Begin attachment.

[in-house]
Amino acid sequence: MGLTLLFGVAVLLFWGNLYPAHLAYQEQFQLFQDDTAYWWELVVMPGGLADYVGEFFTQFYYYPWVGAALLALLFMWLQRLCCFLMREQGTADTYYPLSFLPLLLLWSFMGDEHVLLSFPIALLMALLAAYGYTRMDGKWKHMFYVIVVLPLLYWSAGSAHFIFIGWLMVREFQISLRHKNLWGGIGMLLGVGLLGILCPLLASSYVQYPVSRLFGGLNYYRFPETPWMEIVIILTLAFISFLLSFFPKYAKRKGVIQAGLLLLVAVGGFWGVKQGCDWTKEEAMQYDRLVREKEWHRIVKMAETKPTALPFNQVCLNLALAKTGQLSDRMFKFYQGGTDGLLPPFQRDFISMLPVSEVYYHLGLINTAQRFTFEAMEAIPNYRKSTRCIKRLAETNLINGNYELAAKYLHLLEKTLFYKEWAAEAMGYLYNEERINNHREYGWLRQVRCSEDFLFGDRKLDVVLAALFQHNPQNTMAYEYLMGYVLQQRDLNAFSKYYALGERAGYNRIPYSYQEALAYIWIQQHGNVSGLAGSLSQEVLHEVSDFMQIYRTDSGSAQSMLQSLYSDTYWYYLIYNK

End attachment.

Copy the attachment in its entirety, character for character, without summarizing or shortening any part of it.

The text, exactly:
[in-house]
Amino acid sequence: MGLTLLFGVAVLLFWGNLYPAHLAYQEQFQLFQDDTAYWWELVVMPGGLADYVGEFFTQFYYYPWVGAALLALLFMWLQRLCCFLMREQGTADTYYPLSFLPLLLLWSFMGDEHVLLSFPIALLMALLAAYGYTRMDGKWKHMFYVIVVLPLLYWSAGSAHFIFIGWLMVREFQISLRHKNLWGGIGMLLGVGLLGILCPLLASSYVQYPVSRLFGGLNYYRFPETPWMEIVIILTLAFISFLLSFFPKYAKRKGVIQAGLLLLVAVGGFWGVKQGCDWTKEEAMQYDRLVREKEWHRIVKMAETKPTALPFNQVCLNLALAKTGQLSDRMFKFYQGGTDGLLPPFQRDFISMLPVSEVYYHLGLINTAQRFTFEAMEAIPNYRKSTRCIKRLAETNLINGNYELAAKYLHLLEKTLFYKEWAAEAMGYLYNEERINNHREYGWLRQVRCSEDFLFGDRKLDVVLAALFQHNPQNTMAYEYLMGYVLQQRDLNAFSKYYALGERAGYNRIPYSYQEALAYIWIQQHGNVSGLAGSLSQEVLHEVSDFMQIYRTDSGSAQSMLQSLYSDTYWYYLIYNK